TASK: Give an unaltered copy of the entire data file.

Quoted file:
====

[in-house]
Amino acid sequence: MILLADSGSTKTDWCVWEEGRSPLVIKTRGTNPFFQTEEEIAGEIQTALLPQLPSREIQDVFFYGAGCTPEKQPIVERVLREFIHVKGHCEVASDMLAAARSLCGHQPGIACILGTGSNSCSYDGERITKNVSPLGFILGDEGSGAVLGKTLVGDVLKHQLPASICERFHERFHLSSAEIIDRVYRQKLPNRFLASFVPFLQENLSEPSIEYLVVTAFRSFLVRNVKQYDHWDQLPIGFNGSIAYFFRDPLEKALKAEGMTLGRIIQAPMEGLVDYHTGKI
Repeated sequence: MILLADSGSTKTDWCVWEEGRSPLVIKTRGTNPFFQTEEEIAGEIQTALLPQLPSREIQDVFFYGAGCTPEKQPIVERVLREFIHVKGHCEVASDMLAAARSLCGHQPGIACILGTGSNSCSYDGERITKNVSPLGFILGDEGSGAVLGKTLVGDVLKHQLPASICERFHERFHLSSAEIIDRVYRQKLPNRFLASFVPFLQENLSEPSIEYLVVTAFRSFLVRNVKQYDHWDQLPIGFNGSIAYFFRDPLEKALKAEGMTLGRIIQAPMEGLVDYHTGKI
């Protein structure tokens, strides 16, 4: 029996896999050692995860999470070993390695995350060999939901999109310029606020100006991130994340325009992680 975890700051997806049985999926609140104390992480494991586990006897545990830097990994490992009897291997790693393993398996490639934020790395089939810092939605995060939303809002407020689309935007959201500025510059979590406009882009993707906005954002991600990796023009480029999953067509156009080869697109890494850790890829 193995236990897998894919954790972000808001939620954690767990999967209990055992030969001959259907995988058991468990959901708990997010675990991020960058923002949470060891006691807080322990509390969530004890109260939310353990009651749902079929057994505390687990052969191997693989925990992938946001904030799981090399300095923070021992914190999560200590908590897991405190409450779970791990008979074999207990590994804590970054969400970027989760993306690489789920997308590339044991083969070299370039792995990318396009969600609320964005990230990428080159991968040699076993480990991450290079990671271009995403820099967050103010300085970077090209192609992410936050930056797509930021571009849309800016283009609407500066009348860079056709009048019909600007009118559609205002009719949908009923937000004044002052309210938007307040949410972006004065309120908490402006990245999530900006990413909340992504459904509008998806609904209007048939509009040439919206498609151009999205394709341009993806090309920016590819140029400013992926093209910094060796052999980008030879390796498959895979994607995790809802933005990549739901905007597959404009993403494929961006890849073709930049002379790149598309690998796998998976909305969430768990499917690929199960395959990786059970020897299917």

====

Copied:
[in-house]
Amino acid sequence: MILLADSGSTKTDWCVWEEGRSPLVIKTRGTNPFFQTEEEIAGEIQTALLPQLPSREIQDVFFYGAGCTPEKQPIVERVLREFIHVKGHCEVASDMLAAARSLCGHQPGIACILGTGSNSCSYDGERITKNVSPLGFILGDEGSGAVLGKTLVGDVLKHQLPASICERFHERFHLSSAEIIDRVYRQKLPNRFLASFVPFLQENLSEPSIEYLVVTAFRSFLVRNVKQYDHWDQLPIGFNGSIAYFFRDPLEKALKAEGMTLGRIIQAPMEGLVDYHTGKI
Repeated sequence: MILLADSGSTKTDWCVWEEGRSPLVIKTRGTNPFFQTEEEIAGEIQTALLPQLPSREIQDVFFYGAGCTPEKQPIVERVLREFIHVKGHCEVASDMLAAARSLCGHQPGIACILGTGSNSCSYDGERITKNVSPLGFILGDEGSGAVLGKTLVGDVLKHQLPASICERFHERFHLSSAEIIDRVYRQKLPNRFLASFVPFLQENLSEPSIEYLVVTAFRSFLVRNVKQYDHWDQLPIGFNGSIAYFFRDPLEKALKAEGMTLGRIIQAPMEGLVDYHTGKI
């Protein structure tokens, strides 16, 4: 029996896999050692995860999470070993390695995350060999939901999109310029606020100006991130994340325009992680 975890700051997806049985999926609140104390992480494991586990006897545990830097990994490992009897291997790693393993398996490639934020790395089939810092939605995060939303809002407020689309935007959201500025510059979590406009882009993707906005954002991600990796023009480029999953067509156009080869697109890494850790890829 193995236990897998894919954790972000808001939620954690767990999967209990055992030969001959259907995988058991468990959901708990997010675990991020960058923002949470060891006691807080322990509390969530004890109260939310353990009651749902079929057994505390687990052969191997693989925990992938946001904030799981090399300095923070021992914190999560200590908590897991405190409450779970791990008979074999207990590994804590970054969400970027989760993306690489789920997308590339044991083969070299370039792995990318396009969600609320964005990230990428080159991968040699076993480990991450290079990671271009995403820099967050103010300085970077090209192609992410936050930056797509930021571009849309800016283009609407500066009348860079056709009048019909600007009118559609205002009719949908009923937000004044002052309210938007307040949410972006004065309120908490402006990245999530900006990413909340992504459904509008998806609904209007048939509009040439919206498609151009999205394709341009993806090309920016590819140029400013992926093209910094060796052999980008030879390796498959895979994607995790809802933005990549739901905007597959404009993403494929961006890849073709930049002379790149598309690998796998998976909305969430768990499917690929199960395959990786059970020897299917």